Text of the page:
A couple lives part-time in a 320-square-foot RV with their 5 sons. Here's how the family of 7 makes it work.

·7 min read
the walker family eating at a table outside in front of their RV
The Walker family outside their RV. Courtesy of Trent Walker
  • Trent and Siobhán Walker moved their five boys into an RV full-time in 2015.

  • The 320-square-foot RV has a living room with a pull-out bed, a full kitchen, and a bunk room for the kids.

  • Since their oldest son is now a teenager, they settled in Hawaii and live in the RV part-time.

  • Visit Insider's homepage for more stories.

In 2015, Trent and Siobhán Walker took their five boys on a trip to California, and they fell in love with traveling.

the walker family photo who owns RV
The Walker family. Courtesy of Trent Walker

As a Christian pastor, Trent Walker said he and his family love "doing whatever we can to make the world better," so they decided to take a trip to California. While there, they helped out an organization that gathers fruit and vegetables from farms and sends the products to families in need all over the world.

During that trip, the family caught the travel bug, but they couldn't travel as much as they wanted because they had a mortgage on a house in Battle Creek, Michigan, that sat on a few acres.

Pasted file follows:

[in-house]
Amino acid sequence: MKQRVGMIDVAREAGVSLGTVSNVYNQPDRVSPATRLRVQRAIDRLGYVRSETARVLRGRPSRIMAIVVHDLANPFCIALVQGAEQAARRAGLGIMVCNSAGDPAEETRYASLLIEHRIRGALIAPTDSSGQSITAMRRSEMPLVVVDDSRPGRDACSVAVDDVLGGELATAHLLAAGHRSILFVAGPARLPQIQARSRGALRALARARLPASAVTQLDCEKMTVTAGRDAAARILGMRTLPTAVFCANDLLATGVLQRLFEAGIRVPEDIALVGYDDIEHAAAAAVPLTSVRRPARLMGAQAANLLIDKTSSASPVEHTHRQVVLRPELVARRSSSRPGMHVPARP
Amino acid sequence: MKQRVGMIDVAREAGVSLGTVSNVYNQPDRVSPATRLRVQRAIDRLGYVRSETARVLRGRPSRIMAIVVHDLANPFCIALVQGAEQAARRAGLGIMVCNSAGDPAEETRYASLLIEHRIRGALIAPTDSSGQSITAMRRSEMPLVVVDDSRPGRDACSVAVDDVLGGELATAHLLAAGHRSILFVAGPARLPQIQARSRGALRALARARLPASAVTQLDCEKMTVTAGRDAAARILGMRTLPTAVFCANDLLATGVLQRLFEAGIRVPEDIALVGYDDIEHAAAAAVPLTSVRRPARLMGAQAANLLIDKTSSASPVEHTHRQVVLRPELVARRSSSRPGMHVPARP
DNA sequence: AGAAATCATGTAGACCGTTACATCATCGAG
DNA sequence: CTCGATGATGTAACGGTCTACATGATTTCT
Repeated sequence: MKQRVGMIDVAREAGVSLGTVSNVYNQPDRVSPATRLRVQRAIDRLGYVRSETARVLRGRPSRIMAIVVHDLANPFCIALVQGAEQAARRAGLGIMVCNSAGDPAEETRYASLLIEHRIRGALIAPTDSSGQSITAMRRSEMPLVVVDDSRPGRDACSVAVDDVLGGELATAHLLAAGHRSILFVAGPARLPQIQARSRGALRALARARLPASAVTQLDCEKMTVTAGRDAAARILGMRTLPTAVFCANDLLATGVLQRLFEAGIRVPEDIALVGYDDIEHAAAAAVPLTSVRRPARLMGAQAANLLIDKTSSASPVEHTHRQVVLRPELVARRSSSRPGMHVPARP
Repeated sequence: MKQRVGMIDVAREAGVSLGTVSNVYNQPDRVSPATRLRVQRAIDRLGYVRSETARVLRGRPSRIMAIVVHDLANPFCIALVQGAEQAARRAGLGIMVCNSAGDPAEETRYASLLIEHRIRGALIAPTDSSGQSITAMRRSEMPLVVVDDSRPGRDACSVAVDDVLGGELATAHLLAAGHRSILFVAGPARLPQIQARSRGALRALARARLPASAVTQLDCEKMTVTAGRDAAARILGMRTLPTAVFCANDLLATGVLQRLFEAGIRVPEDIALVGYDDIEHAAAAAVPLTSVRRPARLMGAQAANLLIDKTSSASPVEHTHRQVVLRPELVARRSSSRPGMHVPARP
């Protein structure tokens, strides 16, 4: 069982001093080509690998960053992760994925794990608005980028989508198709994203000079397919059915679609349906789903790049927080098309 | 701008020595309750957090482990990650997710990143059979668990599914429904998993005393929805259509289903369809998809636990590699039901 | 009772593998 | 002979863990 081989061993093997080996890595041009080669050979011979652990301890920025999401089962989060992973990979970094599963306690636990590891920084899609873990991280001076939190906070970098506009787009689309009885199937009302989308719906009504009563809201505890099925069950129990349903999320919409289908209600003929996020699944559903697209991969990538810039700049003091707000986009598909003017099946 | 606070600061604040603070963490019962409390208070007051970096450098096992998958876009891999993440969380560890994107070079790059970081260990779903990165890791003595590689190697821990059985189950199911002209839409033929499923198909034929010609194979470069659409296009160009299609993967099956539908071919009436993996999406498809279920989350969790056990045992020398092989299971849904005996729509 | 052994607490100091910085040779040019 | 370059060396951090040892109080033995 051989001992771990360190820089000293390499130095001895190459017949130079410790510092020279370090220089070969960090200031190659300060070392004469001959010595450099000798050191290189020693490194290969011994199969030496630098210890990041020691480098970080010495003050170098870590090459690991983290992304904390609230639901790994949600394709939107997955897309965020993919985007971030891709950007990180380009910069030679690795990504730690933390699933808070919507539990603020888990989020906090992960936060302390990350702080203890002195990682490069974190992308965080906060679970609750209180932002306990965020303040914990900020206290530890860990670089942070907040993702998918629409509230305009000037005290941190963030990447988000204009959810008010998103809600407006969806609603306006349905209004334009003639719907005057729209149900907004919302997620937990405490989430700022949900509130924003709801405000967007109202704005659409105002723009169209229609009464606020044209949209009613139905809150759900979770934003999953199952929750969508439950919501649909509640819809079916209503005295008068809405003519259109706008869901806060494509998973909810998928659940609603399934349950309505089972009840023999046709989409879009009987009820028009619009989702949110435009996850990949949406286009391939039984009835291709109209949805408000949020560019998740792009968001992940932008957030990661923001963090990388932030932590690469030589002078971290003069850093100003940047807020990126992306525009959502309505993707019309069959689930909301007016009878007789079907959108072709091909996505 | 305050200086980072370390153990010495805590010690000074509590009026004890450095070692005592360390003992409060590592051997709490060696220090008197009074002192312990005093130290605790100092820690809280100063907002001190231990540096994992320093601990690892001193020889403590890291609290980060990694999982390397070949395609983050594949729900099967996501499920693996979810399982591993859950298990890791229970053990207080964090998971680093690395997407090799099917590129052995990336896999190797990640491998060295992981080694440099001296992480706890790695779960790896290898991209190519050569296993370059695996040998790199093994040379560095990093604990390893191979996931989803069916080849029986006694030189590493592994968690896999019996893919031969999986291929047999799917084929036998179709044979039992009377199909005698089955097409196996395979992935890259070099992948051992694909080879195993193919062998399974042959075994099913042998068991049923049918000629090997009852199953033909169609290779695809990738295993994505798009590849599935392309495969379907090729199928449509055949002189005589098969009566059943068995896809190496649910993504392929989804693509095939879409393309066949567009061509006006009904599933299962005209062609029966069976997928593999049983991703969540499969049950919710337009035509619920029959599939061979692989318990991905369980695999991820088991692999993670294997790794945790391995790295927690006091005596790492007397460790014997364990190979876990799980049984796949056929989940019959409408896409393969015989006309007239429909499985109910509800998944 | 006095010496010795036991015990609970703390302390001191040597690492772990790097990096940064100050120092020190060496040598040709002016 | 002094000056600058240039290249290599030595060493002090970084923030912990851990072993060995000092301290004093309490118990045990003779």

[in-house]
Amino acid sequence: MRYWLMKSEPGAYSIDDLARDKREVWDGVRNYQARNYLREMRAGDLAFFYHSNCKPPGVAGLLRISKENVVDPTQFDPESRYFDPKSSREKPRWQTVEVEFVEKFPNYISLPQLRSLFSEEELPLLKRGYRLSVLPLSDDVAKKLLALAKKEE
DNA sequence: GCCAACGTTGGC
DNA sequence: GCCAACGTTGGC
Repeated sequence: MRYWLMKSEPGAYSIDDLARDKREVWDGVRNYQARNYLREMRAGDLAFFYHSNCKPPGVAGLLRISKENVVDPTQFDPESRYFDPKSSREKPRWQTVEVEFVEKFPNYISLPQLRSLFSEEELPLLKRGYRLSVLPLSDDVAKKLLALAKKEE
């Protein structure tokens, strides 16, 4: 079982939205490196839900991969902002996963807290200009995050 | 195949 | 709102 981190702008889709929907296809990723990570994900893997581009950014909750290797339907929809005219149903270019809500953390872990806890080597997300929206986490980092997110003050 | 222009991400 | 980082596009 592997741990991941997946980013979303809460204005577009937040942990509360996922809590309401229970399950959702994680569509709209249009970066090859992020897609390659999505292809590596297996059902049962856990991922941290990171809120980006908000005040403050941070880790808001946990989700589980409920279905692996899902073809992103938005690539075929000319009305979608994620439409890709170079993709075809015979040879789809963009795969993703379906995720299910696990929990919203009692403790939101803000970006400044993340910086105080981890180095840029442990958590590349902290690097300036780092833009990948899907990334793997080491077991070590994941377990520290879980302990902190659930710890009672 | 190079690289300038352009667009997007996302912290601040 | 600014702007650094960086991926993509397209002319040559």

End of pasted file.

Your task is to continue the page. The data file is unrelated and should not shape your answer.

"We felt like we needed to see things. We needed to be awakened to life and beauty and nature," Walker told Insider. "My wife and I took a good, hard look at what we're doing with our life, and we're like we would be a bit freer if we didn't have this mortgage."

Walker decided to sell their house and buy an RV for their family to live in full-time.

At the time, they had five young boys. Their youngest was around a year old and their oldest was 9.

The five walker kids who live in an rv with their parents
The five Walker kids. Courtesy of Trent Walker

When they decided to travel full-time and sell their house, the couple had to consider their five children. Walker said his oldest took it the hardest, as he had to leave behind his friends and his baseball team, which he loved.

"It was a little harder for him because he had memory and nostalgia attached to the town that we lived in," Walker said. "He had friends there. That was a big sacrifice for him."

Once all their children were on board, they bought a 1995 Foretravel RV for $37,00.

the exterior of walker family RV
The RV. Courtesy of Trent Walker

Walker said he found the RV on Craigslist and thought it was "too good to be true," so he drove down to Arizona and bought it on the spot.

"It's an amazing machine," he said, explaining that the RV has no slideouts and is only 320 square feet.

When they first set out on the road, they experienced some growing pains and had to remodel.

the walker family RV before renovation